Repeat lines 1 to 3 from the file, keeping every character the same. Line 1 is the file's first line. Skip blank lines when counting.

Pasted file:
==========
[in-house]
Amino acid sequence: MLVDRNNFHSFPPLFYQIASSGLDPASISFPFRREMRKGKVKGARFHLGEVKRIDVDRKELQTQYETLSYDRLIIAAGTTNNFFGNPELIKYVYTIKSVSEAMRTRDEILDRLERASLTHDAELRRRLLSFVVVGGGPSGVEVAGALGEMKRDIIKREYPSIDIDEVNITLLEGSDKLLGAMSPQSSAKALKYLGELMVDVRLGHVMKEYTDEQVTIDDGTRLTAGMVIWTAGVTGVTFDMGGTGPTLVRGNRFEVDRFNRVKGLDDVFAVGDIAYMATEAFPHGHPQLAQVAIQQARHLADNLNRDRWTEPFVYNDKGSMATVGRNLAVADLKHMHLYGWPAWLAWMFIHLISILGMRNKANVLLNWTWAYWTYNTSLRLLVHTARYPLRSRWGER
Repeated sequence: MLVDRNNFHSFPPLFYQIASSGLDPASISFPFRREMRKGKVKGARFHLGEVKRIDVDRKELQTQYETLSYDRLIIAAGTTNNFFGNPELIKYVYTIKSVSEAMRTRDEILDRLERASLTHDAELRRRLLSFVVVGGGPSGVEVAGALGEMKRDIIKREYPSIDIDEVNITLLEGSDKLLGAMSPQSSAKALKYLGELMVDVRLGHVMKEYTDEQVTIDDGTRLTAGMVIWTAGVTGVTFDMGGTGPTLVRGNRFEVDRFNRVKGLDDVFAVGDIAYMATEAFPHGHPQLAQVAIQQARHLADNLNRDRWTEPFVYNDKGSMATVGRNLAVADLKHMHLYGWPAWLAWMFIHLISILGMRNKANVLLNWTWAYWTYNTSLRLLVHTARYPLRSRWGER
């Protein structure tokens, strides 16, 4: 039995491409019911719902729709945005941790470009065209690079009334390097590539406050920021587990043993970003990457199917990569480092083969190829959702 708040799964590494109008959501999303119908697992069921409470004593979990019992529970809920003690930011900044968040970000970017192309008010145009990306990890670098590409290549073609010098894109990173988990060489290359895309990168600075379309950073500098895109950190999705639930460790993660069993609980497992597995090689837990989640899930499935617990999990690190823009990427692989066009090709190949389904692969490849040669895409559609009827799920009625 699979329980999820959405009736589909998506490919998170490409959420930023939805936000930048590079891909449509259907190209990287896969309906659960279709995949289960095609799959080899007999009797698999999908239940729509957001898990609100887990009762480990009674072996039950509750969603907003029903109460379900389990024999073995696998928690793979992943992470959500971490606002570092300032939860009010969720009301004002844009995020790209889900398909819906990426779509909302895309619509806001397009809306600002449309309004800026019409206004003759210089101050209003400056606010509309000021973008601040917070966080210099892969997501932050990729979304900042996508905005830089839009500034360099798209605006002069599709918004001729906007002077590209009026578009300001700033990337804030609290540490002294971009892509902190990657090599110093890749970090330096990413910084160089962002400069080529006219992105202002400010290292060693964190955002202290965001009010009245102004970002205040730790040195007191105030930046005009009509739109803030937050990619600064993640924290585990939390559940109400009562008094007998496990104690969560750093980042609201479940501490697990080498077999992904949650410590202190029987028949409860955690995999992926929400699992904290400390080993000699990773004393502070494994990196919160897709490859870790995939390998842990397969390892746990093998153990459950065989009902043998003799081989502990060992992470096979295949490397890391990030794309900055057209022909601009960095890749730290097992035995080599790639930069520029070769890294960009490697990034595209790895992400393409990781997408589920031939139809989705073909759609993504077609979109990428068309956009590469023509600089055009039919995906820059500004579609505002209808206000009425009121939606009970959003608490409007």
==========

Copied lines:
[in-house]
Amino acid sequence: MLVDRNNFHSFPPLFYQIASSGLDPASISFPFRREMRKGKVKGARFHLGEVKRIDVDRKELQTQYETLSYDRLIIAAGTTNNFFGNPELIKYVYTIKSVSEAMRTRDEILDRLERASLTHDAELRRRLLSFVVVGGGPSGVEVAGALGEMKRDIIKREYPSIDIDEVNITLLEGSDKLLGAMSPQSSAKALKYLGELMVDVRLGHVMKEYTDEQVTIDDGTRLTAGMVIWTAGVTGVTFDMGGTGPTLVRGNRFEVDRFNRVKGLDDVFAVGDIAYMATEAFPHGHPQLAQVAIQQARHLADNLNRDRWTEPFVYNDKGSMATVGRNLAVADLKHMHLYGWPAWLAWMFIHLISILGMRNKANVLLNWTWAYWTYNTSLRLLVHTARYPLRSRWGER
Repeated sequence: MLVDRNNFHSFPPLFYQIASSGLDPASISFPFRREMRKGKVKGARFHLGEVKRIDVDRKELQTQYETLSYDRLIIAAGTTNNFFGNPELIKYVYTIKSVSEAMRTRDEILDRLERASLTHDAELRRRLLSFVVVGGGPSGVEVAGALGEMKRDIIKREYPSIDIDEVNITLLEGSDKLLGAMSPQSSAKALKYLGELMVDVRLGHVMKEYTDEQVTIDDGTRLTAGMVIWTAGVTGVTFDMGGTGPTLVRGNRFEVDRFNRVKGLDDVFAVGDIAYMATEAFPHGHPQLAQVAIQQARHLADNLNRDRWTEPFVYNDKGSMATVGRNLAVADLKHMHLYGWPAWLAWMFIHLISILGMRNKANVLLNWTWAYWTYNTSLRLLVHTARYPLRSRWGER